By Léo Azambuja

Leo 1When Brazil and Croatia roll the football on June 12, hundreds of millions will have their eyes glued on a TV set.

The love affair will continue until July 13, when the final match of the FIFA World Cup will be played at Maracanã Stadium in Rio de Janeiro. By then, more than a billion people will have watched the tournament — pretty much one out of seven people in the world.

Needless to say, I’ll be glued to the TV for an entire month.

While I’m excited to have 64 exceptional football matches (yes, it’s called football in most of the world) to watch in 31 days, part of me is sad, very sad. And it’s not because I won’t be in Brazil.

This will be the most expensive World Cup ever. Brazil is spending $14 billion to build and renovate 12 stadiums, to upgrade local infrastructure and to provide security to 32 national teams and 600,000 visitors.

And who will pay for it? The Brazilian taxpayers.

Upset about this record-spending, a large portion of the Brazilian population has been organizing public protests, and thousands have adopted the slogan, “There will be no Cup.”

I’m really puzzled on how to react to this.

In one hand, Brazil hosting a World Cup has been one of my childhood dreams. And besides, football is the most popular sport in the world, a sport that unites people despite rivalries.

In the other hand, I think it’s absolutely ludicrous that a country with so much poverty, a monumental gap between the rich and the poor, and so many other social and infrastructural problems would spend billions of dollars on a single sport tournament rather than addressing its root problems.

Adding insult to injury, Rio de Janeiro will host the 2016 Olympics, when additional billions of dollars will leave the taxpayers’ pockets to subsidize the event.

I know both events will have lasting positive effects in the economy, there’s no doubt about it. But who will reap those benefits? Definitely not the poor.

I only hope the Brazilian government will one day have the guts to spend just as much money into real solutions for the social problems that haunt the country.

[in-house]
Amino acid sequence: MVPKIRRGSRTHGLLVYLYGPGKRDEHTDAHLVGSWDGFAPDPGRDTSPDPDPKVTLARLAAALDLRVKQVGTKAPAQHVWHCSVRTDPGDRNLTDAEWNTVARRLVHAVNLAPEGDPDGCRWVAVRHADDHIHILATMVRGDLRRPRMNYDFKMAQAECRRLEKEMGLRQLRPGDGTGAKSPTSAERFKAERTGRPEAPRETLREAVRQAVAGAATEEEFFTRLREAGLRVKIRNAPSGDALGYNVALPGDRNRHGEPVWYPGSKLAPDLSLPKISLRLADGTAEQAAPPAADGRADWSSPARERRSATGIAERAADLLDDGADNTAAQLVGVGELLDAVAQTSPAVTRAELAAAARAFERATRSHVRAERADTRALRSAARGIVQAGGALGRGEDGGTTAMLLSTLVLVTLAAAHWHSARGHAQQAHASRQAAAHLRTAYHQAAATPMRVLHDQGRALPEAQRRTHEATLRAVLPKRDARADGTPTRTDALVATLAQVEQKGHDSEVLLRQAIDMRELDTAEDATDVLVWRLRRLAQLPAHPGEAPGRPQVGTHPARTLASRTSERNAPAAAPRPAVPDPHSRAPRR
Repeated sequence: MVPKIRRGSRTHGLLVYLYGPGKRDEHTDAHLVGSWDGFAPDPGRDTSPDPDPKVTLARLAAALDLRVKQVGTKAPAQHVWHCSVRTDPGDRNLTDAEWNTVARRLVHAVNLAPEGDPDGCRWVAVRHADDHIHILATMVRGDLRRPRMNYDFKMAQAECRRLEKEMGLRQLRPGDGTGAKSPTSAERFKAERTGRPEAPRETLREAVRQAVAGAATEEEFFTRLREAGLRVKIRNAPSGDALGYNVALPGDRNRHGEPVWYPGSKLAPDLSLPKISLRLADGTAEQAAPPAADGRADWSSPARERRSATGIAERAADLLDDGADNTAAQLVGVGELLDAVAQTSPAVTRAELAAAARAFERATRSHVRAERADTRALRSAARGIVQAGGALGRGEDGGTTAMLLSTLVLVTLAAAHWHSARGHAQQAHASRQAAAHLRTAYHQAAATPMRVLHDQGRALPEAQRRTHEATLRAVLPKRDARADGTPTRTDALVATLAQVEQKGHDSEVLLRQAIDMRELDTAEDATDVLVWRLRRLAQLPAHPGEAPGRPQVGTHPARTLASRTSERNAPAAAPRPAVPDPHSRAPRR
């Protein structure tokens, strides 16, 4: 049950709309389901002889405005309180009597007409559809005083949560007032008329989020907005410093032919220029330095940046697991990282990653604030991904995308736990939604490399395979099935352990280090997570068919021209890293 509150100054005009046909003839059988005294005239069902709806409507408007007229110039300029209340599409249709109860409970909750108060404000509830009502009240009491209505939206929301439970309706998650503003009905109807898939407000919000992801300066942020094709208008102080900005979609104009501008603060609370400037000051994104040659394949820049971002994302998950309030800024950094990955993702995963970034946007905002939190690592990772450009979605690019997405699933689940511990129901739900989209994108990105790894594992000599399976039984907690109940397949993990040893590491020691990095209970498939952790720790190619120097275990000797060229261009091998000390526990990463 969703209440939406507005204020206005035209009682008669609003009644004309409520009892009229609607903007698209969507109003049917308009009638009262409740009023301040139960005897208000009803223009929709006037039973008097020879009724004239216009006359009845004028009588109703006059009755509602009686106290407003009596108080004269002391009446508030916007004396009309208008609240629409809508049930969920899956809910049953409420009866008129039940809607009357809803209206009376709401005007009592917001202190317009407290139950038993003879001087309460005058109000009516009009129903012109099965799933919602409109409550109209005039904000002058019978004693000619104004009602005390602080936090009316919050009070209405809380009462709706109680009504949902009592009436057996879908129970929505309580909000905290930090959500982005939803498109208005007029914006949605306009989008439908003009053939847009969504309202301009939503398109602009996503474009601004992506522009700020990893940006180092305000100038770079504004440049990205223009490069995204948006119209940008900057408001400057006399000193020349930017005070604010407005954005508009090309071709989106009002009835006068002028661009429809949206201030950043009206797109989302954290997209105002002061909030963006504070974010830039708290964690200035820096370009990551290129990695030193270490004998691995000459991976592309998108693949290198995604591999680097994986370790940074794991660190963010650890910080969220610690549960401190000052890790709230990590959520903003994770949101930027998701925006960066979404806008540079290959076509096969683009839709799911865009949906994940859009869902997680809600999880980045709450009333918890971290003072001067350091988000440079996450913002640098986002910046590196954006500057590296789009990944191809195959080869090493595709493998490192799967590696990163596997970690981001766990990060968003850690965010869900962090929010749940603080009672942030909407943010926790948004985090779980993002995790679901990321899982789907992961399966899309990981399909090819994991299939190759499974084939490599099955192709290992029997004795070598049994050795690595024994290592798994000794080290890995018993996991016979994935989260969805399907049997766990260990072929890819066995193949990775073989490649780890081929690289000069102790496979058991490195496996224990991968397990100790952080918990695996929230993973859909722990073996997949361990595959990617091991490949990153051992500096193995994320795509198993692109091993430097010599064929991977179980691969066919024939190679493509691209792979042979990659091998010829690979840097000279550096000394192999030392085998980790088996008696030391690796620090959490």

U.S. President Barack Obama made a strong bid for the 2018 and 2022 World Cups, including a letter to FIFA President Sepp Blatter, but Russia and Qatar won the bids, respectively.

Obama — and his wife too — also pitched for Chicago’s failed bid to host the 2016 Olympics.

The U.S. may have come out empty-handed in both occasions, but I’m not sure the American people were the losers. After the record-spending in this World Cup, and you just wait for the Rio Olympics’ price tag, the cost to host both tournaments will likely keep climbing.

I think there may be a lesson to be learned in the aftermath of the 2014 World Cup and the 2016 Olympics.

If the Brazilian people come out better off economically, then we should keep insisting on hosting tournaments of such magnitude.

Otherwise, we may be better off watching the tournaments on TV and concentrate on rebuilding our economy.

Here on Kaua‘i, we may be far away from any World Cup game or Olympic event. But we have already seen during the 2008 economic crash how vulnerable we are to what happens on the Mainland.

Meanwhile, turn on the TV on June 12 for the World Cup’s opening game.

I hope you’ll be cheering for Brazil. I promise I’ll also cheer for the U.S., even after manager Jurgen Klinsmann sacked LA Galaxy superstar Landon Donovan from the team.